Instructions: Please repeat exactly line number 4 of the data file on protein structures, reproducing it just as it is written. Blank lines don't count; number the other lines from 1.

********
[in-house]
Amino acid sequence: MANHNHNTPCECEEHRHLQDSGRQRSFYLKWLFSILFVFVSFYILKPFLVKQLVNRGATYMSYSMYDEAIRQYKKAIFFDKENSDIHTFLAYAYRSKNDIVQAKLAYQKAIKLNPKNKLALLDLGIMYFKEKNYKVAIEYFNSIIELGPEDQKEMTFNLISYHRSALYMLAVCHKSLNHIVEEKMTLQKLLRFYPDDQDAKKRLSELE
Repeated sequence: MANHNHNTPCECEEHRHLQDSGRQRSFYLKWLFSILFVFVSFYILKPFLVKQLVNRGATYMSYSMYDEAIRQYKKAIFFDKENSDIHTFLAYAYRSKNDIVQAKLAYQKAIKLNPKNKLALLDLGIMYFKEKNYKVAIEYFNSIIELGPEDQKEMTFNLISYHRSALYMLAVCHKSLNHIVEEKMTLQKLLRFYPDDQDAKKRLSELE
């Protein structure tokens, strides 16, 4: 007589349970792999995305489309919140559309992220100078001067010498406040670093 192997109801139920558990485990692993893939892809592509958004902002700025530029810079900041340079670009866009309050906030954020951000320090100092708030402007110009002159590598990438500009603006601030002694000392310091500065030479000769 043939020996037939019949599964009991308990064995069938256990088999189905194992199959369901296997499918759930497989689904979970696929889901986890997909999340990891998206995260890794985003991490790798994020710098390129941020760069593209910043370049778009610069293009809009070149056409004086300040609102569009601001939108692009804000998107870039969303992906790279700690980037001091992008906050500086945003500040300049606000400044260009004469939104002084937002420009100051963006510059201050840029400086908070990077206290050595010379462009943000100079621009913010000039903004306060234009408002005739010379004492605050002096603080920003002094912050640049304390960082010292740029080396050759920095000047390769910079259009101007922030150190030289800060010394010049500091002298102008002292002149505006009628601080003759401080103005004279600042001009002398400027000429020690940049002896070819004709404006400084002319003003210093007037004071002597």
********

């Protein structure tokens, strides 16, 4: 007589349970792999995305489309919140559309992220100078001067010498406040670093 192997109801139920558990485990692993893939892809592509958004902002700025530029810079900041340079670009866009309050906030954020951000320090100092708030402007110009002159590598990438500009603006601030002694000392310091500065030479000769 043939020996037939019949599964009991308990064995069938256990088999189905194992199959369901296997499918759930497989689904979970696929889901986890997909999340990891998206995260890794985003991490790798994020710098390129941020760069593209910043370049778009610069293009809009070149056409004086300040609102569009601001939108692009804000998107870039969303992906790279700690980037001091992008906050500086945003500040300049606000400044260009004469939104002084937002420009100051963006510059201050840029400086908070990077206290050595010379462009943000100079621009913010000039903004306060234009408002005739010379004492605050002096603080920003002094912050640049304390960082010292740029080396050759920095000047390769910079259009101007922030150190030289800060010394010049500091002298102008002292002149505006009628601080003759401080103005004279600042001009002398400027000429020690940049002896070819004709404006400084002319003003210093007037004071002597």